In a 1955 lecture the physicist Richard Feynman reflected on the place of doubt within scientific practice. ‘Permit us to question, to doubt, to not be sure’, proposed Feynman, ‘it is possible to live and not to know’. In our contemporary world, the science of machine learning algorithms appears to transform the relations between science, knowledge and doubt, to make even the most doubtful event amenable to action. What might it mean to ‘leave room for doubt’ or ‘to live and not to know’ in our contemporary culture, where the algorithm plays a major role in the calculability of doubts? I propose a posthuman mode of doubt that decentres the liberal humanist subject. In the science of machine learning algorithms the doubts of human and technological beings nonetheless dwell together, opening onto a future that is never fully reduced to the single output signal, to the optimised target.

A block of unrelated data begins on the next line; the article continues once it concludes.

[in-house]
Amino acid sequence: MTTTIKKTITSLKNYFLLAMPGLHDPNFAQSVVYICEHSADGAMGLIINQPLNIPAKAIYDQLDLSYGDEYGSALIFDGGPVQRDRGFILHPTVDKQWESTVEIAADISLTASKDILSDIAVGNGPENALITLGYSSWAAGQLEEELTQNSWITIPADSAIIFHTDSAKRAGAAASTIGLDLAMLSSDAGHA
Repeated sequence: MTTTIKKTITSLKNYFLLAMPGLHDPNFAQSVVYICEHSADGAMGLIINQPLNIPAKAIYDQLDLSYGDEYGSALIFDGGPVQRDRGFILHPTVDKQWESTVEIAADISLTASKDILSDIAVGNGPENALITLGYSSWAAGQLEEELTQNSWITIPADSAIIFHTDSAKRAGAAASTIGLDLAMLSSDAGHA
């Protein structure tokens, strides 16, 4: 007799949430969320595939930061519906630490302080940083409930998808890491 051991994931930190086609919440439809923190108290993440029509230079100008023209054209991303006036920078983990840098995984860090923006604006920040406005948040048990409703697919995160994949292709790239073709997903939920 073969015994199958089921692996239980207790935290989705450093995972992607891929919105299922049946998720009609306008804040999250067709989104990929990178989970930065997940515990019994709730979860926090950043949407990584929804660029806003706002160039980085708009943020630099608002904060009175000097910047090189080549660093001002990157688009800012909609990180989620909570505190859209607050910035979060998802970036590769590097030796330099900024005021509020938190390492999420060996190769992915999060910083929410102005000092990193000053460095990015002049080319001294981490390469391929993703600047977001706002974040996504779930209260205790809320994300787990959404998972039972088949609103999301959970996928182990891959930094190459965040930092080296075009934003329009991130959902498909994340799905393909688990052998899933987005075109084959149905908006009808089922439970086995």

Amoore, L. (2019). Doubt and the Algorithm: On the Partial Accounts of Machine Learning. Theory, Culture and Society, 36(6), 147-169. https://doi.org/10.1177/0263276419851846